A funny thing happened to House Bill 998, the Tax Simplification and Reduction Act, on its way through the state Senate.
It got simplified.
House Republicans had approved the bill in an effort to make good on their party’s pledges to cut taxes and shrink government. With Republicans holding strong majorities in both the House and Senate, and with the governor’s office also in GOP hands, there hasn’t seemed much reason to doubt that some version of “tax reform” as Republicans define it will take effect.
But there remain big disagreements as to what that version will be. Now, there will have to be a meeting of the minds between the chambers. From the standpoint of the N.C. Council of Churches and others concerned about tax equity and revenue adequacy, a back-to-the-drawing-board outcome would be the best of all.
As approved by the House, H.B. 998 in its main provisions would have lowered the personal income tax and corporate income tax rates and broadened the sales tax to include various repair and installation services.
The personal income tax would no longer include brackets requiring higher-income earners to pay at higher rates on income above certain amounts, a bedrock principle of progressive taxation. The House wanted to peg the rate at a flat 5.9 percent, down from the current top rate of 7.75 percent, with the stated goal of eventually getting rid of the tax completely in favor of a tax model geared to consumption – i.e., sales.
Under the House plan, people could continue to itemize deductions on their income tax returns, but some currently allowed deductions would be capped. A married couple filing jointly could deduct up to a total of $25,000 for mortgage interest and property taxes, a level that would affect mainly high-end taxpayers. However, an earlier move to cap deductions for charitable contributions was removed. That would help charitable non-profits, including churches, raise money and further their missions.
Senate leaders originally backed a plan that would have been more aggressive with the sales tax, extending it to cover about 130 services as well as purchases of food and medicine. The trade-off would be lower income taxes – a change that benefits affluent taxpayers the most. Meanwhile, poor people would be paying state sales tax on their groceries, prescriptions and car repairs. The equity problems should have been obvious.
Senate President Pro Tem Phil Berger acknowledged during June 13 debate that he had gotten the message regarding taxes on food and medicine. So the first Senate plan was sidetracked in favor of a rewritten H.B. 998 that would not apply the 4.75 percent state sales tax to food and medicine purchases.
In addition, the 2 percent local sales taxes on those purchases would come off. Localities could reinstate them if they wished to avoid large revenue losses, or they could raise property taxes. Neither would be popular, to say the least. The likely upshot: Counties and towns with less revenue to meet their needs for such things as school buildings, police, parks and transit.
In keeping with the simplification theme, the Senate’s version of H.B. 998 does not put the sales tax on services (although admission to movies and live performances would be taxed). A range of current sales tax exemptions would be abolished.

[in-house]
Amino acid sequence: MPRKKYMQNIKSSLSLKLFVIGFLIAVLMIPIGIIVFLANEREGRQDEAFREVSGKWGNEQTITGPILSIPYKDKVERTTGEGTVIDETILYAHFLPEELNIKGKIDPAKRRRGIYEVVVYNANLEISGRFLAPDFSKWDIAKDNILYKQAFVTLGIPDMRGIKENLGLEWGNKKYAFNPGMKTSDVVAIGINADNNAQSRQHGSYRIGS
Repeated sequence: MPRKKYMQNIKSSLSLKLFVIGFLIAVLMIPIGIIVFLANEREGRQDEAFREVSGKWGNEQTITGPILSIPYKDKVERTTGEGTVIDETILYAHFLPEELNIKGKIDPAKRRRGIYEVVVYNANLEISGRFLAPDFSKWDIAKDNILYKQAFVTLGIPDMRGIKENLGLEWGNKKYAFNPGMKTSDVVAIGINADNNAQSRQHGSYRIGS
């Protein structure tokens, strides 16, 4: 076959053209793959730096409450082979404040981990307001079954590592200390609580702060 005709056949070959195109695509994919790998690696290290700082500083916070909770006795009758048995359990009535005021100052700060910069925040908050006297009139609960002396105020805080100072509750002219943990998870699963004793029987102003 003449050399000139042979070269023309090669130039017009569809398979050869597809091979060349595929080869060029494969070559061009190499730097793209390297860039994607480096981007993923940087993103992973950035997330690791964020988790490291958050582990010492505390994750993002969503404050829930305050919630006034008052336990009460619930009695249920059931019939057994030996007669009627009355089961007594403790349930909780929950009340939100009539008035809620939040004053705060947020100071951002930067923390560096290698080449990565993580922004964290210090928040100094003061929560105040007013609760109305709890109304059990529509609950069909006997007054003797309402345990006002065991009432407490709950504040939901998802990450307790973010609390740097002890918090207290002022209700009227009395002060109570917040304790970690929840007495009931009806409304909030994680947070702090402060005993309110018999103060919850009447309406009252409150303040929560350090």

On the tax-cutting side, it would lower the personal income tax to a flat 5.4 percent in 2014, then to 5.25 percent in 2015. There would be no exemptions, deductions or credits, but the first $15,000 of income for a married couple filing jointly would not be taxed. The loss of tax deductions for charitable gifts clearly would be a concern for non-profits. So would the bill’s limits on the sales tax refunds to which non-profits now are entitled. The change would hurt hospitals, especially hard-pressed rural hospitals, as well as churches trying to pay for expansions.
Even more dramatically, the corporate income tax would be phased out altogether. Supporters hailed this as a move to enhance the state’s business climate and ultimately create more jobs. North Carolina’s long string of high rankings as a good place to do business – rankings that reflect many other factors besides tax rates, including a superlative community college system – apparently failed to register.
The big-picture problems with these tax reform plans are 1) the loss of revenue that the state needs to maintain key services and 2) the shifting of tax burdens away from well-off taxpayers, both individual and corporate.
For example, the Senate rewrite of H.B. 998 would mean net revenue losses estimated by legislative staff to total $4.6 billion over the first five years. That’s money no longer available to pay for adequate staffing in public school classrooms, to help keep those community colleges running effectively, to improve the state’s shaky mental health care system.
And even if most taxpayers would pay less, the biggest benefits would accrue to large, profitable companies and the wealthiest individuals. That turns the concept of tax fairness on its head.
Shortchanging state services to keep taxes low may be a formula that helps some taxpayers. But it’s a model that makes it harder for the state to press ahead with needed investments in education and health care. It puts vulnerable people at even more of a disadvantage. The tax reformers’ intentions may be noble, but their challenge now is to cobble together a plan from among those now in contention that reasonably looks out for the interests of every North Carolinian, rich or poor.
— Steve Ford, Volunteer Program Associate